The Wi-Fi iPad has no real GPS chip. Instead it uses an assisted method that triangulates based on Wi-Fi signals. In my limited tests it did find me with some degree of accuracy. The 3G model will have assisted GPS as well as cellular triangulation. As it stands, the Wi-Fi model is not a sufficient dedicated GPS device replacement – not that you’d want this thing on your dashboard or, worse yet, out on the trail.
Because it transmits over the a/b/g/n Wi-Fi standards, you’re fairly future-proof. Page downloading and rendering is quite speedy and app and document downloads are also speedy over Wi-Fi.
Media Playback and Gaming
The iPad is an excellent media player out of the box. It plays AAC and MP3 files and syncs with iTunes without issue. The three step process for choosing videos, however, is a bit convoluted. First, you see your video list in thumbnail mode. Then you see the video information and a button to play. Finally, you see the (usually letterboxed) video. Audio quality is fine (your headphones have a lot to do with audio quality anyway) and video quality is excellent. Fans of HD video should be aware that the iPad supports up to 720p and not real 1080p HD. HD content will, of course, be resized for display on the 1024×768 display. The iPad supports, officially, H.264 video up to 720p, 30 frames per second.
The iPod feature works like a standard iPod but, because of the larger screen, has more data on one page.
Photo viewing is not particularly noteworthy although you can now copy and paste images from multiple sources into other applications. For example, you can take an image from an iBook and paste it into a Pages document, a welcome productivity enhancement.
The iPad is actually a great tool for the photographer on the go. With the optional SD card or camera connector, viewing photos on this is made a matter of plug and play. I look forward to the inevitable camera tethering app.
Typing and input
The question is whether you can get work done on this device. My initial assessment is “yes” but with caveats. The keyboard in both modes is made for the thumbs. You can turn this thing into more formal typing machine if you put it down, and I’m pleased to note it works very well. Typing is an acquired taste and you will miss spaces and other punctuation if you go fast enough. Spell correction assists with most errors and the rest must be caught on the fly lest they pile up. All of that said, I just typed this entire paragraph on a subway train using my thumbs and all ten fingers, alternating typing styles as I went. I do not enjoy the feeling of hard glass on the delicate tips of my girlish fingers – I’m used to real keyboards – but the fact that I’m able to type comfortably is a revelation. One pet peeve: if you tap elsewhere on the screen with an errant finger your cursor moves quickly and imperceptibly. It’s a bit frustrating.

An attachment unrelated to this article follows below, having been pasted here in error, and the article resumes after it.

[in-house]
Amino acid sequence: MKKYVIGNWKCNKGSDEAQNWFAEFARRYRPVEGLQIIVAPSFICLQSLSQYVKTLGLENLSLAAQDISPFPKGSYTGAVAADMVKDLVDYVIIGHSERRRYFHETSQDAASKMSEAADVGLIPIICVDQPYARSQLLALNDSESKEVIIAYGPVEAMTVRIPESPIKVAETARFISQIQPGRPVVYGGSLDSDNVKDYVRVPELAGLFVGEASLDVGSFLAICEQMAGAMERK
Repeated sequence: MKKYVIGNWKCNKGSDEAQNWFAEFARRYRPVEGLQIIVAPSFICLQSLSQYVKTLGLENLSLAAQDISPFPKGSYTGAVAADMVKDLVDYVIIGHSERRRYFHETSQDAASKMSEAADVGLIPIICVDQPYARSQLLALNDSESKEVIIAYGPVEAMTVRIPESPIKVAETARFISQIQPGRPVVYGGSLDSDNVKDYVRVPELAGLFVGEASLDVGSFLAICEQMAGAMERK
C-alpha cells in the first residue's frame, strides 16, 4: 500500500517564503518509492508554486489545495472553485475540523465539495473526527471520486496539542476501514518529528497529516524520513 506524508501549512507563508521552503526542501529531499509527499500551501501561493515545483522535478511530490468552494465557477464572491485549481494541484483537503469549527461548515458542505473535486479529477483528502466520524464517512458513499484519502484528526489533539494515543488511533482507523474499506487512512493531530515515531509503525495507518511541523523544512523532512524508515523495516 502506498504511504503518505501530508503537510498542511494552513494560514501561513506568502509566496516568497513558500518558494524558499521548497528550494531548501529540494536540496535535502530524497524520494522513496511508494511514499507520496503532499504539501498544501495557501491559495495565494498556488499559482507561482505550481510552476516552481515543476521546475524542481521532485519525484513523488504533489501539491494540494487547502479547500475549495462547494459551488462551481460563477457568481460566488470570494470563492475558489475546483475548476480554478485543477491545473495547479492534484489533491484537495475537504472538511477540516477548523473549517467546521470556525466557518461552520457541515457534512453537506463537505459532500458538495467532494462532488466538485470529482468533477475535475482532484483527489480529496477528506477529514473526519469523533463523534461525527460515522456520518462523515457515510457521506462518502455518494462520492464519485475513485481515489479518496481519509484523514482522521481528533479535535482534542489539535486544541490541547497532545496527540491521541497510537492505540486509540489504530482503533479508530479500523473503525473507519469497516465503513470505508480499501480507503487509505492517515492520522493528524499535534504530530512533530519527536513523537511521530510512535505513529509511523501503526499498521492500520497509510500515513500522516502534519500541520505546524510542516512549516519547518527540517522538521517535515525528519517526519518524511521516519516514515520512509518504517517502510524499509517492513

The standard iPhone OS design elements apply in his new device including the pop up magnifier for viewing text and all of the rotating item selection elements familiar to long time users. No surprises here.
As I mentioned before, work can be done on this device. It is more laptop than it lets on. The iWork suite is the jewel in its productivity crown but almost everything else – email, notes, calendar – have been revamped and improved for the larger screen. Mail is a bit wonky in portrait view – a small window pops out of the account identifier and over your current message – but this is fixed when in landscape mode and you have a large, 3/4 screen dedicated to the message and a 1/4 section dedicated to a list of emails. Sadly, Mail still uses the iPhone’s “single inbox per account” method. I think a universal inbox a la some Android and Blackberry phones would really make this shine, and some enterprising developer is certainly already working on this.
The defining metaphor for the address book and calendar is the common, paper datebook. The apps are photorealistic to a fault – Apple’s design aesthetic has been heading in this direction more lately and I’m not sure I quite like it – but as it stands it’s an nice way to see data that is often jumbled on other screens.
Because my mission here is to review the device “out of the box,” I’m loath to mention Pages, Numbers, and Keynote. However, if you’ve used these apps on the desktop then you’ll be pleased to note they’re great on the iPad. The problem, however, is that the iPad versions of these apps support styles and do not allow you to change fonts on the fly. Obviously this is a limitation due to the storage size and processing power and I suspect it will soon be remedied.
The battery is amazing. It fell down to 60% after a full day of use including lots of gaming and movie watching. I was quite impressed and you will be as well.